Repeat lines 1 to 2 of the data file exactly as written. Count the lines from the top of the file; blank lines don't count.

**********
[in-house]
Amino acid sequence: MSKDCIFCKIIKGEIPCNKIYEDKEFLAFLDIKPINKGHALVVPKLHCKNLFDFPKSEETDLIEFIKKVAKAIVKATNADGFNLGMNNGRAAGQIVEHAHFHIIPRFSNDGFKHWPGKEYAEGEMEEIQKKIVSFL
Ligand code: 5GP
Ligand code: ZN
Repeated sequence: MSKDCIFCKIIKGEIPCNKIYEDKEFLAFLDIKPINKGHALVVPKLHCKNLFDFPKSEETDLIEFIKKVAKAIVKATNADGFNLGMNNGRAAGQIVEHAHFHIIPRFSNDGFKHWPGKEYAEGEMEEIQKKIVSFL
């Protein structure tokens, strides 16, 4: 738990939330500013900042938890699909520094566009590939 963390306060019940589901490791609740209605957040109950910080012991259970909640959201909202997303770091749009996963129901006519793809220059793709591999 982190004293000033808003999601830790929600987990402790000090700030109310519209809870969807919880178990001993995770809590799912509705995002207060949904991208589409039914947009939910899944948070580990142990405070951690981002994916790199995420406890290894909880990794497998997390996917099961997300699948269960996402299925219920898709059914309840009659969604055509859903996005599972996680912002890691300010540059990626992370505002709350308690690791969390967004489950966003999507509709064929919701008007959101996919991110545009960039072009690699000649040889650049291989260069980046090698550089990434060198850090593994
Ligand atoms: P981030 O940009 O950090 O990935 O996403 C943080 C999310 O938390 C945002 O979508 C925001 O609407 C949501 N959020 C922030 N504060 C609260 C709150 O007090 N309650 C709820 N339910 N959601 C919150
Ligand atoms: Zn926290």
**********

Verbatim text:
[in-house]
Amino acid sequence: MSKDCIFCKIIKGEIPCNKIYEDKEFLAFLDIKPINKGHALVVPKLHCKNLFDFPKSEETDLIEFIKKVAKAIVKATNADGFNLGMNNGRAAGQIVEHAHFHIIPRFSNDGFKHWPGKEYAEGEMEEIQKKIVSFL